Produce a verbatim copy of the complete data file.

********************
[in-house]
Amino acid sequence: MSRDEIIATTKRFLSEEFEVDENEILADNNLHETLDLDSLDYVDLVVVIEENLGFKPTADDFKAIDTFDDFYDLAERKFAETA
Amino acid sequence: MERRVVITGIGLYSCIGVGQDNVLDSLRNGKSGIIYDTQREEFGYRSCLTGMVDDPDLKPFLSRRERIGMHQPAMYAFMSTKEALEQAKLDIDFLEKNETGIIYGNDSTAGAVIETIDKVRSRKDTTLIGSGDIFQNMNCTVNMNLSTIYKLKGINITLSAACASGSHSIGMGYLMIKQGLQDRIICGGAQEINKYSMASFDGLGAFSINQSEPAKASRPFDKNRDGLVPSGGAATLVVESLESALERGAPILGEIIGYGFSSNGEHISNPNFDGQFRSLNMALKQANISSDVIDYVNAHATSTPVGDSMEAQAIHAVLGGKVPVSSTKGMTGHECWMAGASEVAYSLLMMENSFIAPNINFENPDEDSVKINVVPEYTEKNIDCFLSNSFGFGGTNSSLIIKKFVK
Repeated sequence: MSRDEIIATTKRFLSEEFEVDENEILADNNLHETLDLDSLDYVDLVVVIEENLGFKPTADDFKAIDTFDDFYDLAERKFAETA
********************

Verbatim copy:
[in-house]
Amino acid sequence: MSRDEIIATTKRFLSEEFEVDENEILADNNLHETLDLDSLDYVDLVVVIEENLGFKPTADDFKAIDTFDDFYDLAERKFAETA
Amino acid sequence: MERRVVITGIGLYSCIGVGQDNVLDSLRNGKSGIIYDTQREEFGYRSCLTGMVDDPDLKPFLSRRERIGMHQPAMYAFMSTKEALEQAKLDIDFLEKNETGIIYGNDSTAGAVIETIDKVRSRKDTTLIGSGDIFQNMNCTVNMNLSTIYKLKGINITLSAACASGSHSIGMGYLMIKQGLQDRIICGGAQEINKYSMASFDGLGAFSINQSEPAKASRPFDKNRDGLVPSGGAATLVVESLESALERGAPILGEIIGYGFSSNGEHISNPNFDGQFRSLNMALKQANISSDVIDYVNAHATSTPVGDSMEAQAIHAVLGGKVPVSSTKGMTGHECWMAGASEVAYSLLMMENSFIAPNINFENPDEDSVKINVVPEYTEKNIDCFLSNSFGFGGTNSSLIIKKFVK
Repeated sequence: MSRDEIIATTKRFLSEEFEVDENEILADNNLHETLDLDSLDYVDLVVVIEENLGFKPTADDFKAIDTFDDFYDLAERKFAETA